Eat smaller, more frequent meals. Want to be exhausted in the afternoon? Eat a huge lunch with lots of refined carbs. Otherwise, try frequent, small meals and snacks based on the Harvard Healthy Eating Plate–vegetables and fruits, whole grains, nuts and legumes, and lean meats. For some people, five or six small meals a day provides more consistent energy.

Fiercely protect evenings and weekends. Vacations shouldn’t be your only time to truly step away from work. Unplug from email for a time each day and every weekend. One leader we know bought a time-locked cookie jar and put his phone in it for family time.

Sleep more, even if that seems impossible. Whatever it takes, get more quality sleep. Set a consistent, early bedtime. Avoid alcohol and coffee late in the day. Hire more help at home. Delegate more at work. Learn new sleep habits–it’s a profound form of renewal.

Make the most of vacations. Plan your vacations well in advance–at least a month. This ensures the planning itself doesn’t become a last-minute stressor. It also puts a stake in the ground, helping prevent you from ditching vacation time when work heats up. If a big trip won’t work, go somewhere nearby, or try a “staycation.”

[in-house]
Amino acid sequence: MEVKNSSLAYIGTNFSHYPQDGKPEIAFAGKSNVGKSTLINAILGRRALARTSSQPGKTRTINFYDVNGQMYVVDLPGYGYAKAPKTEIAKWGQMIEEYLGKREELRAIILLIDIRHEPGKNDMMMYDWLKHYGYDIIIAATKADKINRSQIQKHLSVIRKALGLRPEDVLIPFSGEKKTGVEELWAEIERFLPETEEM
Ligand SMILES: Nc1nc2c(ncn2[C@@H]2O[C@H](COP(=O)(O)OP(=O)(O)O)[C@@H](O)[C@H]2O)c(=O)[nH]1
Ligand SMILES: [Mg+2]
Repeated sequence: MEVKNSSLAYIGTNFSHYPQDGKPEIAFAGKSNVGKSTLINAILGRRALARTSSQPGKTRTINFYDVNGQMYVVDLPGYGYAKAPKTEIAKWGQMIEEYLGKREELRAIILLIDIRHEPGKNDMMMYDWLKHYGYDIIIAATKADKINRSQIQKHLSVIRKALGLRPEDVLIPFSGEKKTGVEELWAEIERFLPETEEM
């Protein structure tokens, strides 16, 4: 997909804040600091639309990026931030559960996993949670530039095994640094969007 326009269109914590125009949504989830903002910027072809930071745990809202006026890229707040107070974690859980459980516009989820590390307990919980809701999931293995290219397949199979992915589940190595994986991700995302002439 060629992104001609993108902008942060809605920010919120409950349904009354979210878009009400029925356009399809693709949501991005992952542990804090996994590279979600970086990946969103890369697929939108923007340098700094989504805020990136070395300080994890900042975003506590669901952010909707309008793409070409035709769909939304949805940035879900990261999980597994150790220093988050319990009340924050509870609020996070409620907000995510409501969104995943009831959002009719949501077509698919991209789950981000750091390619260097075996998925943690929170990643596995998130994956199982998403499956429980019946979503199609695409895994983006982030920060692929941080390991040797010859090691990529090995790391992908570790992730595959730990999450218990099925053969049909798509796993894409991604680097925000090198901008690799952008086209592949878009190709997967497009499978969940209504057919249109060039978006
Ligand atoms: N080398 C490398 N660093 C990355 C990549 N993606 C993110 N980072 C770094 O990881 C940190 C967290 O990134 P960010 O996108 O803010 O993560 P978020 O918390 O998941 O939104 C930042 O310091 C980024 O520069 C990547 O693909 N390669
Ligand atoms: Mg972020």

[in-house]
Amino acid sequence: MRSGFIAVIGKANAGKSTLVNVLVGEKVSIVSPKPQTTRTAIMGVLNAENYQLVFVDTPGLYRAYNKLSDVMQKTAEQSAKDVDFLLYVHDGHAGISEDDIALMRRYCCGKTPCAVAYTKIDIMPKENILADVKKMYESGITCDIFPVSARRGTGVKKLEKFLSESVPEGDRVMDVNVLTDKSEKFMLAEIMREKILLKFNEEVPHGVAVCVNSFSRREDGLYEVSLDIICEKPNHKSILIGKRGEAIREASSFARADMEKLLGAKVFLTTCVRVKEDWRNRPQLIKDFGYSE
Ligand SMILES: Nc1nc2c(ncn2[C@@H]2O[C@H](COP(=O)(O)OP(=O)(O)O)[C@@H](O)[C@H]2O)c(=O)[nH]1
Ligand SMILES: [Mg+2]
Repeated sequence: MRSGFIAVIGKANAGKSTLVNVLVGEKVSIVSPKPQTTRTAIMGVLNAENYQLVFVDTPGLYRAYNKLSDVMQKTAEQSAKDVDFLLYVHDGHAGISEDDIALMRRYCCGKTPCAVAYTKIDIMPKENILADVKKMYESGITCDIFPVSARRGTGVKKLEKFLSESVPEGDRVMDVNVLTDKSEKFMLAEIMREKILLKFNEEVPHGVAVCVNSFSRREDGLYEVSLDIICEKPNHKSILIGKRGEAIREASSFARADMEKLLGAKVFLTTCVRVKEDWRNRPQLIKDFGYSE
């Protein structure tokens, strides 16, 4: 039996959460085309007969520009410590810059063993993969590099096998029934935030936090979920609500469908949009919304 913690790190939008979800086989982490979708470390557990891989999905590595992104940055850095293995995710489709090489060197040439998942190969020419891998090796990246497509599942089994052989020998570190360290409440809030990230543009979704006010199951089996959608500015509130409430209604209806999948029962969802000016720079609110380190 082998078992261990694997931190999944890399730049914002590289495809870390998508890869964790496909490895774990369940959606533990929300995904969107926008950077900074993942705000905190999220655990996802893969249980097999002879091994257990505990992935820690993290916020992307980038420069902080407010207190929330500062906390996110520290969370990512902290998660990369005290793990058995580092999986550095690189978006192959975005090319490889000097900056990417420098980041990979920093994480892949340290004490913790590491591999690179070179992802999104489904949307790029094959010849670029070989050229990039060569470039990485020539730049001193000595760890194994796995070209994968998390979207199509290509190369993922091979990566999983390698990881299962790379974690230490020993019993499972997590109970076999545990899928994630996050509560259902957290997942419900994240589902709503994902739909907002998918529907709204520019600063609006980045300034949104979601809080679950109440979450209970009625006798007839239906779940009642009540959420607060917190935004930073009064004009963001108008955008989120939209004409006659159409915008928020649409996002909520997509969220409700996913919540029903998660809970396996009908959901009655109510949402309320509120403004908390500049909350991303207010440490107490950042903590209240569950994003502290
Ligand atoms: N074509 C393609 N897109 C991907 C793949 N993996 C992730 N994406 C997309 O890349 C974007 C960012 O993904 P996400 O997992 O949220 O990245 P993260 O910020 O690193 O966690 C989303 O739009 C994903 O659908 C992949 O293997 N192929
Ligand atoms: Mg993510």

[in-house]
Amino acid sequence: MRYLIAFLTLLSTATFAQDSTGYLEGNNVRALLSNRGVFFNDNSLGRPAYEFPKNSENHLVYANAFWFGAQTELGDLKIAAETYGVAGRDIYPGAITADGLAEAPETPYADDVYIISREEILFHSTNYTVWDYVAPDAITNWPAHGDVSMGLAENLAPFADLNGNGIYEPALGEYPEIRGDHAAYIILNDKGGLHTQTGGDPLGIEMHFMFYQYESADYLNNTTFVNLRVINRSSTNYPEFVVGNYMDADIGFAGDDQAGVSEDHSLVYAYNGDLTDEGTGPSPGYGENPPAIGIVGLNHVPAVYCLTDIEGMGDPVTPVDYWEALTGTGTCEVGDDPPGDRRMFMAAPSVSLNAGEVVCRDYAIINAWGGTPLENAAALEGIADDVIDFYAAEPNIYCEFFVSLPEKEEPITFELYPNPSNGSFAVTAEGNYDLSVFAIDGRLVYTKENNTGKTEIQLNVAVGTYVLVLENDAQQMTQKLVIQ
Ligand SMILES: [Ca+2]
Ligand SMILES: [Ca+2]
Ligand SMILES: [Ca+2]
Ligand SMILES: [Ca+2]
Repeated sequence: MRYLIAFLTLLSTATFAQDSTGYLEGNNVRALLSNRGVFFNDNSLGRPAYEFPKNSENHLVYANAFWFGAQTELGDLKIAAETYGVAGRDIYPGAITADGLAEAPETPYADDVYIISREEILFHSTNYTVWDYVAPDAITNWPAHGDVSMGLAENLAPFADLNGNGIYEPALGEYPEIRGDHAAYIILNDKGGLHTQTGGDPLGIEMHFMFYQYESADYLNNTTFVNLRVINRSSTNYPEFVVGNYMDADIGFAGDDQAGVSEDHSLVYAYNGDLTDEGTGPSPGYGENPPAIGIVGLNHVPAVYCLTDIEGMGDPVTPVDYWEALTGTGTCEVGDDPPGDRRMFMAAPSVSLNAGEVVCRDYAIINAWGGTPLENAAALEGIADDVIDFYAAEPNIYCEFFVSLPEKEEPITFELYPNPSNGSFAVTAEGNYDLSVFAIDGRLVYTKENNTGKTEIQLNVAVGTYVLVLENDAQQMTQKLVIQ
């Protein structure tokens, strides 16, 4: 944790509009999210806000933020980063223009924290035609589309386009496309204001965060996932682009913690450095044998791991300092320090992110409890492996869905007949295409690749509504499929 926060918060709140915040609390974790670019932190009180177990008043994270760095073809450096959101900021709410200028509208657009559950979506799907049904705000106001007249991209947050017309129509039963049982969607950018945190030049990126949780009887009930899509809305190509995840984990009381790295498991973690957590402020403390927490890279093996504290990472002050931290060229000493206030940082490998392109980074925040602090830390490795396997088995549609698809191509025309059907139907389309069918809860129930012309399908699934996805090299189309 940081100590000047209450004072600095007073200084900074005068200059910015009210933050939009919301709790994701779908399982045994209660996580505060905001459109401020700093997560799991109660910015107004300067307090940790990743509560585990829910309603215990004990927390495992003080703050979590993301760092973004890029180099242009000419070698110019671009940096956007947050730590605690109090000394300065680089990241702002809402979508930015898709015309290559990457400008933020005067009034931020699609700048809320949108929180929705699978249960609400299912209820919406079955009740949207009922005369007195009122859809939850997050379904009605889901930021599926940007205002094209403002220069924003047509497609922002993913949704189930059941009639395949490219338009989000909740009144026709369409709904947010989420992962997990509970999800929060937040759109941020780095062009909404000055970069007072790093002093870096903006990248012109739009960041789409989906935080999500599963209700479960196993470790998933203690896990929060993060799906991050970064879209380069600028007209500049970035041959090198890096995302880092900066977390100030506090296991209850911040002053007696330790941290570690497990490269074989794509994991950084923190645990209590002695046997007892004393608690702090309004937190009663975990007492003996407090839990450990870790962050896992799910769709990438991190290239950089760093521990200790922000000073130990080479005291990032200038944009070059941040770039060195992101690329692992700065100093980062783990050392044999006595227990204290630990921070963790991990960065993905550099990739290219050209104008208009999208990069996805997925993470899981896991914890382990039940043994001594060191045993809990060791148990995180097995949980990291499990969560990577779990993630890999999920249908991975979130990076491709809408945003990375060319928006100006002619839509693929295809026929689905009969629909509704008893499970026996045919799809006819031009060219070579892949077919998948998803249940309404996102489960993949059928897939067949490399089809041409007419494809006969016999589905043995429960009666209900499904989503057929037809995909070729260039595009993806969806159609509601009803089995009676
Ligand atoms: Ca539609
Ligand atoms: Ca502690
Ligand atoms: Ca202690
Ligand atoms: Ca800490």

During vacation, shut off your email and truly unplug. Don’t check work email even once–it can rekindle work stress for hours, even days. Get a separate computer for personal use so you aren’t tempted. Delete the work email app from your phone; it’s easy to add back later.

Whatever you do, be proactive. Burnout doesn’t usually just go away without some kind of change.

What if I’m burned out?